Bi Book Club: Bisexuality: The Basics

By Jamie Paul

May 21, 2024



Photo credit: Image/Jessica Kingsley Publishers

In his advice column, “Ask a Bi Dad”, bi advocate, writer, podcaster, and UK television/radio personality Lewis Oakley has been answering bi questions and offering guidance for years. In his new book, Bisexuality: The Basics: Your Q&A Guide to Coming Out, Dating, Parenting and Beyond (2024), which was inspired by Ask a Bi Dad, Oakley combines his years of experience as an advice columnist, commentator, and bi activist. It may be an exaggeration to say that Bisexuality: The Basics is the definitive, 360-degree bi Q&A guide to end all others — but not by much.

Published by Jessica Kingsley Publishers, Basics has a clear and efficiently laid out format consisting of a long series of advice-style questions and answers organized by category into a number of chapters. The book begins with an “about” section that briefly previews the chapters to come, before delving into all things bi — from defining terms to discussing labels, to coming out, to relationships, dating, sex, mental health, dealing with biphobia, parenting, family, self-consciousness, building community, and more. Perhaps most remarkably, Basics covers all this territory in a mere 156 pages, and with Oakley’s engaging and accessible style, the book can easily be read and absorbed in a single afternoon.


Many of the questions Oakley answers are ones he has been asked many times before, like “How do I prove to the haters that I’m not secretly gay?” and “I feel so isolated. How can I make some bisexual friends?” But others are questions many are too embarrassed to ask, such as “Is it wrong that I don’t like to use condoms with women?” and “How do I deal with paranoia after my partner came out as bi?” As Lewis told me when we sat down to discuss this book, he set out not just to summarize the most common questions he gets asked, but also to answer “some of the ones I don’t think are asked enough”.

In addition to straight-up advice, Basics also contains a fair amount of research interspersed throughout on subjects including domestic abuse, mental health, sexual health, dating, bi parenting, and funding for bi organizations. This isn’t just a book of “in my experience” personal advice — Oakley brings the receipts too.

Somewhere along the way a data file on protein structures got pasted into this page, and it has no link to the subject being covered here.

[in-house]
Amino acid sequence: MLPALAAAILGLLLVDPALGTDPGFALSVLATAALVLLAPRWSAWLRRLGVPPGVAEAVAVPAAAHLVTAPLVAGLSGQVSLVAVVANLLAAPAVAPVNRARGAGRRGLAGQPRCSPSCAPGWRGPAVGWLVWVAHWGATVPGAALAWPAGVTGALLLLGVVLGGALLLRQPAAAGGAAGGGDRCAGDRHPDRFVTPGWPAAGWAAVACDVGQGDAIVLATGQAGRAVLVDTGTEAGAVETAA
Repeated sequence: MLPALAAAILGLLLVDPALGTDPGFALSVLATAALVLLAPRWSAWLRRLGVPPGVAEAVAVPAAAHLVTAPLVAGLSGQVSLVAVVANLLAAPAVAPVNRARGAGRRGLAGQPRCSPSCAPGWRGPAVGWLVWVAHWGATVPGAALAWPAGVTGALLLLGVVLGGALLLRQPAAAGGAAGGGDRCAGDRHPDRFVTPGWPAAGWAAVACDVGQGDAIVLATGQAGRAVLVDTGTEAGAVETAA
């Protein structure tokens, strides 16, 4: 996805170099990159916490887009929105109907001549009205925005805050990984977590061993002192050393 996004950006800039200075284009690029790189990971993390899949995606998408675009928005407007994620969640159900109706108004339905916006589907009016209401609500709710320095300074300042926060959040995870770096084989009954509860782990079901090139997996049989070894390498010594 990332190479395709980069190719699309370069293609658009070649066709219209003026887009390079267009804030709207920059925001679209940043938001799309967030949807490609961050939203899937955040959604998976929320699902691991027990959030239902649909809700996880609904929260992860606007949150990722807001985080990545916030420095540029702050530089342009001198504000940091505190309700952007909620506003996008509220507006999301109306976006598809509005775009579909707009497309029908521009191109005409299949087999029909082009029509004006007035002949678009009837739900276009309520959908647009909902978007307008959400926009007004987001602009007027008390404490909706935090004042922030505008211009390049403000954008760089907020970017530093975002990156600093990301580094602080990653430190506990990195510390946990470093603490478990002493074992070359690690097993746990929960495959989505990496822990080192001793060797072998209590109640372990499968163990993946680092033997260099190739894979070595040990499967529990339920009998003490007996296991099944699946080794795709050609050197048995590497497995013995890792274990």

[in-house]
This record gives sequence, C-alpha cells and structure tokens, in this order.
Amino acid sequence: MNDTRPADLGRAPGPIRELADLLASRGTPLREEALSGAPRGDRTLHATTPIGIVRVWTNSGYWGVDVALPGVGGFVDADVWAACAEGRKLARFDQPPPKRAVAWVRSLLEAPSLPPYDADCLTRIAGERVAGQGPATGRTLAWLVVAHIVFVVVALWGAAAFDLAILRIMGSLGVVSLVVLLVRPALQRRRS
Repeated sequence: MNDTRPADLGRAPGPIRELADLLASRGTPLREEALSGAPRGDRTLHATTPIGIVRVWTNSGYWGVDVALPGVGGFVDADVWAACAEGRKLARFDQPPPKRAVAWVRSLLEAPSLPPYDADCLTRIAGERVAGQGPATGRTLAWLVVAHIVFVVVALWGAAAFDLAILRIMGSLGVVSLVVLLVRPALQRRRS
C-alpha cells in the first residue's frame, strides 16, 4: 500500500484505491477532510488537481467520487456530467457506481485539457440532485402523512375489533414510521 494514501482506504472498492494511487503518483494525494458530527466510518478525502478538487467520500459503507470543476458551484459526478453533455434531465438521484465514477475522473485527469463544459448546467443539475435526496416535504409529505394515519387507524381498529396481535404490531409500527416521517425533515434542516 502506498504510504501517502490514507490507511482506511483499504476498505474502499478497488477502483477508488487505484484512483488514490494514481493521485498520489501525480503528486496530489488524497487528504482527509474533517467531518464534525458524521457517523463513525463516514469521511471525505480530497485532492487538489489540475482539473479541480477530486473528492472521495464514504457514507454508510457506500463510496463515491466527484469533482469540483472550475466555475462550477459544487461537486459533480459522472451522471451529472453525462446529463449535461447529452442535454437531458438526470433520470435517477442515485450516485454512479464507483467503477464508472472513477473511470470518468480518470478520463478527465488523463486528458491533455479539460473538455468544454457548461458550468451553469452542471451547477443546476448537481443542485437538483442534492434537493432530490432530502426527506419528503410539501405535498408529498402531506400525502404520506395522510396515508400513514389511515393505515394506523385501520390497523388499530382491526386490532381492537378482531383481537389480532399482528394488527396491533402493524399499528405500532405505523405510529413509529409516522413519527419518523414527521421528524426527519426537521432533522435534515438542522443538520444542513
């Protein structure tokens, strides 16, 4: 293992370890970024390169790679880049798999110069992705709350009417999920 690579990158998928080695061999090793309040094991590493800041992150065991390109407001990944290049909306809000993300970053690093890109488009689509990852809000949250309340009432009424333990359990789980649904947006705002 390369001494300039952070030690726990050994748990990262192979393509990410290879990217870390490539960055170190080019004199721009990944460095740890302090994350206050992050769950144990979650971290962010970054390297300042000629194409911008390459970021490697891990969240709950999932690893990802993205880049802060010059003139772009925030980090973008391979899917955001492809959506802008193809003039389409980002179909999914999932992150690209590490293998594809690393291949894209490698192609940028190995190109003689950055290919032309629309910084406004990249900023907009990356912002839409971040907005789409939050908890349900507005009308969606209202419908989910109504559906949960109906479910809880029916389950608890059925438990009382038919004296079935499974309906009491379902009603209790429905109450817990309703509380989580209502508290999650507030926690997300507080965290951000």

A unique aspect of being bi is that even if someone is out of the closet, it’s not always obvious to others that they are bi. Often, they’re assumed to be straight or gay, usually depending on whoever they happen to be seen with. As such, bi folks have to come out over and over again. For this reason, Oakley takes particular care in his “Coming Out” chapter to cover virtually every angle. He has a section on coming out to family, coming out to partners, coming out to wives, husbands, same-sex spouses, friends, children, and parents, among others. No matter who you are, or who you’re coming out to, this book has you covered.

One feature of Bisexuality: The Basics I particularly appreciate is that there’s a chapter dedicated to people who are not bi. As a straight person who covers bi issues for a living, I come across many thoughtful writers, activists, and experts who provide helpful advice to bi people. But I also see a lot of preaching to the choir, in-group navel-gazing, and missed opportunities to reach the people who really need reaching — the rest of society. I’m not sure how bi advocacy can be properly done at all without speaking to non-bi audiences at least some of the time, and I’m glad Oakley acknowledges that.

Page for page, I don’t think you’re going to find a more comprehensive, nuanced, digestible, and useful guide to the basics of bisexuality than Bisexuality: The Basics. Lewis told me, “I just want bisexual people to have a resource where they think, ‘Oh my God, someone gets it!’” When it comes to bi issues, few writers “get it” more.

Image/Jessica Kingsley Publishers